When does the energy come back?

Hi there everyone!
I shared my story in another post pre-op and now I want to share how it’s been 2 months post surgery. The following are sadly mostly things that happened to me post surgery and some things I’m dealing with now, but overall I want you all to know that surgery was a success and I’m incredibly grateful to have it done and feel very very positive about the future. I’ve overcome so so much and will keep overcoming!! :muscle:

Surgery was a tremendous success my surgeon says! For a 2.5 mm aneurysm, I was on the fence having surgery, but I’m sure glad I did. When she went in, she found that my aneurysm was actually lifting up my optic nerve, so I eventually would have gone blind in my right eye regardless if I had surgery or not. Due to that, they had to maneuver around the nerve and cut bone near it in order to get to the aneurysm. I am now partially blind in my right eye…very unlikely it will come back. I will know after 6 months if it is permanent or not.

From the arterial line being removed, I ended up having 3 blood clots in my right arm and had nerve damage in my right hand, thumb/forefinger. I am not even joking you…the pain in my arm was HORRIFIC. The pain in my head was nothing compared to my arm.

That first week I was in the hospital and I kept saying my arm hurt, but they said it should go away. After being home for 2 days I was in so much pain that my mom took me to the ER. My arms were so swollen from alany IVs they couldn’t get a new IV in…they poked me probably 10 times before they could get it to work and refused to give me pain medication until the IV was in and the doctor had seen me. I have never been in so much pain in my life. It felt like every part of me was on fire. Eventually though they gave me a nice dose of delotted which took some of the pain away, but sadly not all. They found I had a blood clot and since I was just a week out of surgery they could not give me blood thinners so just sent me home telling me to use a heating pad on my arm.

Sadly two days later I was back in the ER with even worse pain. They found a second blood clot. It was horrible, but the doctor in the ER was in touch with my neurosurgeon and she said no blood thinners, so he was able to find a vascular surgeon who took on my case. I continued to see her in her office for bi weekly scans for the next two weeks. Managed the pain with Tylenol. She found the 3rd blood clot during on of the visits.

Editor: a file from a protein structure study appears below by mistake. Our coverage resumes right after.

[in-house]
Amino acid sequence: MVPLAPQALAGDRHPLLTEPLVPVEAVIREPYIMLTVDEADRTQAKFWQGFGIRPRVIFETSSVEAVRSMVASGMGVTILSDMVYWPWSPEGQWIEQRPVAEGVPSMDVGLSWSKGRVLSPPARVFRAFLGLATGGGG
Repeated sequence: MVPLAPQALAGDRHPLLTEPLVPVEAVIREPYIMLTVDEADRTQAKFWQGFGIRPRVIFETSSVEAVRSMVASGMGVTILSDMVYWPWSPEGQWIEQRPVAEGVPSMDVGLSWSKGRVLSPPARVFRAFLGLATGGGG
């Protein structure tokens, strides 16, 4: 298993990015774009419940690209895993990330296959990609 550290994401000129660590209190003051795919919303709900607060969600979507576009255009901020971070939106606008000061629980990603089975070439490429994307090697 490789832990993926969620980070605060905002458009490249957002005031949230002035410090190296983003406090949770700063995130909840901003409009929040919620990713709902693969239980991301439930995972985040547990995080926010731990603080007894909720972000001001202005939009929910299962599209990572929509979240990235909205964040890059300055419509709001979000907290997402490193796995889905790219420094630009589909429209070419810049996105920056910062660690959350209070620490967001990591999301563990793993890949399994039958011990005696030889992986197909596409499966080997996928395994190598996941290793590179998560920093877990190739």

Luckily, since those first two weeks, the blood clots have cleared for the most part completely on their own! YES!! Pain is gone except some discomfort in my elbow sometimes. One blood clot remains, but it is opening, soore blood flow can go through.

I have been active since the beginning, starting with little walks around my living room, to walking in the driveway, to eventually walking in the neighborhood. I was walking .75 miles by the second week. Since then I have been building up slowly. I have gotten to 3.5 miles as the furthest I’ve gone! I also started at the gym with my trainer again just in the last two weeks. We are just working with bands on focusing on movement, not weight. It’s amazing to be active, I’ve found it helps SO much.

Some days are amazing and I have so much energy and then some days are so exhausting I can hardly move. Then there are days like today where I mentally force myself to do SOMETHING, but then give myself rest for the rest of the day. It’s crazy how up and down it is. I find that social interaction is great in short bouts, but if I do too much, I tire faster and it takes me longer to recover in the following days.

My neurosurgeon says I’m doing amazingly well, but I am feeling like my down days should be getting better. For instance, I had a friend visit for a long weekend this past weekend and we spent time in the car and seeing her family and our friends. She was here for 4 days. On Monday I couldn’t leave either my bed or the couch. I couldn’t do anything. Tuesday was barely better. Wednesday and Thursday I made myself leave the house and today is a bit better, but not by a lot. I’m concerned that what seems like “normal” activity is causing me so much exhaustion. I think my energy will be good this weekend concodering how I feel today, but those “down” days are rough.

How long does it take to have normal energy levels again? I know everyones recovery is different and I’m trying to give myself grace. It’s just hard when mentally I want to be more active and do things without worrying about pushing it too far.

Also, has anyone else experienced jaw pain and unable to open their mouths all the way? I knew going in that since they were going to cut the muscle to my jaw that goes through my forehead it would be sore and I wouldn’t be able to chew for a while, but I still have pain and can’t open my mouth wide after 2 months. Is this normal? Surgeon said it is…sigh, just want to be able to eat without making a mess again :joy:

(Sorry for the novel! :joy:)


Hey Kate,
Well at least the surgery is done, that’s the plus. The pain, ohh, that’s just something else. I thought I knew pain, but neurosurgery has taken my understanding to a whole new level. One I wouldn’t wish on anybody.

That question of ‘how long’, as I’ve said to many members, 'That’s a how long is a piece of string? type question. There are just too many variables. For your jaw pain/muscle pain 6-8weeks is often given as a guess-timation and for the muscle to heal, that’s about right. Now, for the nerves to settle and heal, that can take a bit longer and for some a LOT longer.

My recovery from a craniotomy was far from a straight line of progression. I had good days and bad days and I was on a bit of a seesaw of symptoms for months. Just when I thought ‘Ha, I got this thing beat. I can manage all of this…’ it would up and bash me into submission. I had to learn to read my own signs, read my own body. It would tell me ‘Laydown or I’ll put you down’, if I didn’t listen my symptoms would get worse and worse.

As for your energy levels and exhaustion, there is a theory known as ‘Spoon Theory’ here’s a link https://en.wikipedia.org/wiki/Spoon_theory

It may help explain ‘exhaustion management’ a bit better. In real basic terms spoons are equivalent to energy 'I have 10 spoons for the day, I use 5 spoons just getting up, showering and having breakfast. That leaves me only 5 spoons for the rest of the day and I haven’t even left the house yet.